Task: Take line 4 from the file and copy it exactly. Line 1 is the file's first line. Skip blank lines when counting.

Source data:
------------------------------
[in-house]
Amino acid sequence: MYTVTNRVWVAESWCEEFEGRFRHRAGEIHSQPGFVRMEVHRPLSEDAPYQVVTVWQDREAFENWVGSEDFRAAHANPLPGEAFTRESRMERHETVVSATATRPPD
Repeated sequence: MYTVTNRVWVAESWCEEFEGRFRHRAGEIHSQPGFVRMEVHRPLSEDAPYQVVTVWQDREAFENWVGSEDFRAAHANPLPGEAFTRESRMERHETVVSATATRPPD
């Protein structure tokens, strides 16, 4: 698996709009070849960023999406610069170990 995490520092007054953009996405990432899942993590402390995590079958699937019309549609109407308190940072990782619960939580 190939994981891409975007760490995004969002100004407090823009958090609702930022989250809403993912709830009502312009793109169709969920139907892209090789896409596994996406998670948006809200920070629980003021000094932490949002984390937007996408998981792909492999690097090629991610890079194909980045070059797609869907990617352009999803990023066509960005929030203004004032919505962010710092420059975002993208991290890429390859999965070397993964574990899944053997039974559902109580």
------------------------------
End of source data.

């Protein structure tokens, strides 16, 4: 698996709009070849960023999406610069170990 995490520092007054953009996405990432899942993590402390995590079958699937019309549609109407308190940072990782619960939580 190939994981891409975007760490995004969002100004407090823009958090609702930022989250809403993912709830009502312009793109169709969920139907892209090789896409596994996406998670948006809200920070629980003021000094932490949002984390937007996408998981792909492999690097090629991610890079194909980045070059797609869907990617352009999803990023066509960005929030203004004032919505962010710092420059975002993208991290890429390859999965070397993964574990899944053997039974559902109580």